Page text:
Apart from keeping the Homes spick and span, Housekeepers also form friendships with our residents, which helps boost their wellbeing.
“My job involves cleaning residents’ rooms but there’s so much more to it than that,” said Tina, a Housekeeper since 1987, now based at Surbiton. “To do the job well, you have to know the residents and their habits. For instance, if I know a resident likes to rest in the afternoon, I make sure their room is cleaned in the morning.”
Carmel is the Lead Housekeeper in Solihull. Her team learn new skills not required in their housekeeping roles to help residents. “Jane learned to sew just so that she could fix buttons on residents’ clothes. Now she does alterations as well! Then there’s Nel who does card tricks, or songs and dances for residents. Whenever residents see him, they smile. It’s about brightening their day, and making life a little happier for them,” she said.
Nick has been a Housekeeper at High Wycombe for three years. He said spending time with residents was one of the highlights of the job: “We sit down and chat with them, and get to know them. If I see a resident who seems a bit down, I’ll make them a drink, have a chat with them, maybe do something like a puzzle together, and when you leave the room they’re happy. I find that incredibly satisfying. I can see the impact that I’ve had on their wellbeing and I feel good about myself, I feel like I’ve accomplished something important.”
Tina agreed: “I do this job to make the residents happy. Sometimes I fold towels into swans and elephants – I do that if it’s a resident’s birthday and it brings a smile to their face.”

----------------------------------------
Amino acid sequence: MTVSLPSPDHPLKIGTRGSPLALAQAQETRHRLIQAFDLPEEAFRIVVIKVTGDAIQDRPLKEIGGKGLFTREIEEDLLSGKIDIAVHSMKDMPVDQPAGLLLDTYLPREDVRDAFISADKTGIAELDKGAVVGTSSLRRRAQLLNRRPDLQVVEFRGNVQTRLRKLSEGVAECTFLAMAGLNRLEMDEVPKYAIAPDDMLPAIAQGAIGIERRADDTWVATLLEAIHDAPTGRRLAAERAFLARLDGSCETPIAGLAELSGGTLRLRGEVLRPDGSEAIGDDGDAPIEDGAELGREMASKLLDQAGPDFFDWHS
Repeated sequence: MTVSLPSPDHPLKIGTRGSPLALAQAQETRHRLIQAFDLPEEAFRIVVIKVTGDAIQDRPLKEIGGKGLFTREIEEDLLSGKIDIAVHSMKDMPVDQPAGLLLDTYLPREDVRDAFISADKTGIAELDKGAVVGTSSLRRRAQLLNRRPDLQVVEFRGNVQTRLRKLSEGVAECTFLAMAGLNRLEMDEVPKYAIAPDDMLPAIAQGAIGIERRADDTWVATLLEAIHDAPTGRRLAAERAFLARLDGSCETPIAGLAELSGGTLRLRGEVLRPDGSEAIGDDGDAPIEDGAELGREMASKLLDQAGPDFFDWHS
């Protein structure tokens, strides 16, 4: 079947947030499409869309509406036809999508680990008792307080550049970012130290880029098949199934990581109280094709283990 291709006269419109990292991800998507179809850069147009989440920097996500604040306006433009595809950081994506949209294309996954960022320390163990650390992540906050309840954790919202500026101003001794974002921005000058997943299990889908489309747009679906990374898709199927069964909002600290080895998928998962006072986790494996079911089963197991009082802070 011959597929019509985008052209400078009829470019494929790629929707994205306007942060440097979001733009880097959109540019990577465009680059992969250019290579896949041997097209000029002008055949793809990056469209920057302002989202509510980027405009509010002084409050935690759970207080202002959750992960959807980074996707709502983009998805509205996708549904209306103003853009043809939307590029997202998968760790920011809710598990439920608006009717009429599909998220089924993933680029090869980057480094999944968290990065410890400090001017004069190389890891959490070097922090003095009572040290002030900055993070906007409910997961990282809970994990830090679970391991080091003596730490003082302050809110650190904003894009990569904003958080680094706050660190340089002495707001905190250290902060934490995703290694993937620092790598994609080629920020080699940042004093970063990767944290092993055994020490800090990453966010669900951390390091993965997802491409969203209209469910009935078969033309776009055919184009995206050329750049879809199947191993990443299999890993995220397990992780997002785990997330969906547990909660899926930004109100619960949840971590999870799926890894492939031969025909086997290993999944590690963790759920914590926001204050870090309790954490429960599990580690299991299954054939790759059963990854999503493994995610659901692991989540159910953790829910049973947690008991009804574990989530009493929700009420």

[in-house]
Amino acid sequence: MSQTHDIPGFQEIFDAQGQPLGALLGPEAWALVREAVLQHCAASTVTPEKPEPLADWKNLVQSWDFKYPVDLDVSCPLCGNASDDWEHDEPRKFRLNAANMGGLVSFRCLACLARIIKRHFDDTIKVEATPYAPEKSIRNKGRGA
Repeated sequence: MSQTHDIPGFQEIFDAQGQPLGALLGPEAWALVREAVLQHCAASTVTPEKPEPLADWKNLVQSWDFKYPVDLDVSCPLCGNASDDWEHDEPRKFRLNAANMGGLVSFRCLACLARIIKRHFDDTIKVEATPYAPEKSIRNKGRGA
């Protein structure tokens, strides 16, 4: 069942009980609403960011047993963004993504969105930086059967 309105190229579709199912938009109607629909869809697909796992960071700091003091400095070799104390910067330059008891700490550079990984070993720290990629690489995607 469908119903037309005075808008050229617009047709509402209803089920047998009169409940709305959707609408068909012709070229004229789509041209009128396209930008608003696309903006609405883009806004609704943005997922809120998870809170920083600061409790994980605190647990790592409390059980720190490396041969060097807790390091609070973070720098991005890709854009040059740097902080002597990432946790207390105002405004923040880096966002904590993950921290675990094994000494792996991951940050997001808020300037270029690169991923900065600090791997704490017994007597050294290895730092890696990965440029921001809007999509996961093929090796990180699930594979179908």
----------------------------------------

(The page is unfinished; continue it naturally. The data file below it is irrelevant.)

Carmel said the team are always looking at ways to help residents: “We make sure we return their things to the same place when we are cleaning. The small things we do definitely make a big difference.”
Nick explained that, while cleaning rooms, he will often stop to spend time with residents: “A lot of residents like looking through photo albums. They tell us who’s who and they reminisce. Sometimes we’ll read a newspaper together, and making them cups of tea or drinks means the world to them. I really enjoy building that bond and friendship.”
Tina said she felt privileged to gain this friendship with the residents: “If they’re in the room while I’m cleaning I chat away to them. I get to know so much about them, and it’s an honour that they trust me and see me as a friend. Sometimes I stay after cleaning to have a chat or do a puzzle with residents. I absolutely love it. I do everything with my heart. One day, I hope someone will do this for me.”
Looking at the work of the Housekeepers, Carmel commented: “I’m very proud of what we do. We have to manage our time and tasks, and control infection, but we also show we have time for the residents. Whether it’s a two-second chat, helping fold clothes, sorting out make-up or listening to concerns, we’re always there for residents.”